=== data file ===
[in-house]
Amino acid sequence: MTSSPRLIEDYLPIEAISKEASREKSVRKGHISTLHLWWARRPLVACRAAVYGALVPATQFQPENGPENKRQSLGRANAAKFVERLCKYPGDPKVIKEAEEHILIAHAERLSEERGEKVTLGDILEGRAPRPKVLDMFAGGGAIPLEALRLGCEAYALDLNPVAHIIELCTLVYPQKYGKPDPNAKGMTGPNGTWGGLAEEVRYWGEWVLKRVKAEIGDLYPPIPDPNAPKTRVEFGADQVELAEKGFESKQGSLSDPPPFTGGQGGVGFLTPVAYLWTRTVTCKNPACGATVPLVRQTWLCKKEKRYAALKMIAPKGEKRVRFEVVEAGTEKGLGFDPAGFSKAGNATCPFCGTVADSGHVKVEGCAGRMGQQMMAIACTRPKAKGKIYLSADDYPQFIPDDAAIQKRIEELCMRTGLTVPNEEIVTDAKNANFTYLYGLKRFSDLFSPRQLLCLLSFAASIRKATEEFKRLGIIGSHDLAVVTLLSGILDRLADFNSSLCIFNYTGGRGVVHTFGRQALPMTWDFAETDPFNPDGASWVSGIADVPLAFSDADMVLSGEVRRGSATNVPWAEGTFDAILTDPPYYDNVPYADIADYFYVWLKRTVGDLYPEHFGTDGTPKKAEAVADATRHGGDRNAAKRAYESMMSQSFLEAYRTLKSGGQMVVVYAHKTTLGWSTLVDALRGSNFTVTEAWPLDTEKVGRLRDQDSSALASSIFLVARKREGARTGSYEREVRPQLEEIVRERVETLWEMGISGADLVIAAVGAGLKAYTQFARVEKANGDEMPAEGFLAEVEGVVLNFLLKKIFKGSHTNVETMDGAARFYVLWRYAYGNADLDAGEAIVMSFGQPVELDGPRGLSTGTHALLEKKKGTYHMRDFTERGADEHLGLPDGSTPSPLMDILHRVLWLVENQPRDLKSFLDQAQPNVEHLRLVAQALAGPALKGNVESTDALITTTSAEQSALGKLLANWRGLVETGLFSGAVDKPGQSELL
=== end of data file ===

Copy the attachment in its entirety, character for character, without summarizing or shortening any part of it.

[in-house]
Amino acid sequence: MTSSPRLIEDYLPIEAISKEASREKSVRKGHISTLHLWWARRPLVACRAAVYGALVPATQFQPENGPENKRQSLGRANAAKFVERLCKYPGDPKVIKEAEEHILIAHAERLSEERGEKVTLGDILEGRAPRPKVLDMFAGGGAIPLEALRLGCEAYALDLNPVAHIIELCTLVYPQKYGKPDPNAKGMTGPNGTWGGLAEEVRYWGEWVLKRVKAEIGDLYPPIPDPNAPKTRVEFGADQVELAEKGFESKQGSLSDPPPFTGGQGGVGFLTPVAYLWTRTVTCKNPACGATVPLVRQTWLCKKEKRYAALKMIAPKGEKRVRFEVVEAGTEKGLGFDPAGFSKAGNATCPFCGTVADSGHVKVEGCAGRMGQQMMAIACTRPKAKGKIYLSADDYPQFIPDDAAIQKRIEELCMRTGLTVPNEEIVTDAKNANFTYLYGLKRFSDLFSPRQLLCLLSFAASIRKATEEFKRLGIIGSHDLAVVTLLSGILDRLADFNSSLCIFNYTGGRGVVHTFGRQALPMTWDFAETDPFNPDGASWVSGIADVPLAFSDADMVLSGEVRRGSATNVPWAEGTFDAILTDPPYYDNVPYADIADYFYVWLKRTVGDLYPEHFGTDGTPKKAEAVADATRHGGDRNAAKRAYESMMSQSFLEAYRTLKSGGQMVVVYAHKTTLGWSTLVDALRGSNFTVTEAWPLDTEKVGRLRDQDSSALASSIFLVARKREGARTGSYEREVRPQLEEIVRERVETLWEMGISGADLVIAAVGAGLKAYTQFARVEKANGDEMPAEGFLAEVEGVVLNFLLKKIFKGSHTNVETMDGAARFYVLWRYAYGNADLDAGEAIVMSFGQPVELDGPRGLSTGTHALLEKKKGTYHMRDFTERGADEHLGLPDGSTPSPLMDILHRVLWLVENQPRDLKSFLDQAQPNVEHLRLVAQALAGPALKGNVESTDALITTTSAEQSALGKLLANWRGLVETGLFSGAVDKPGQSELL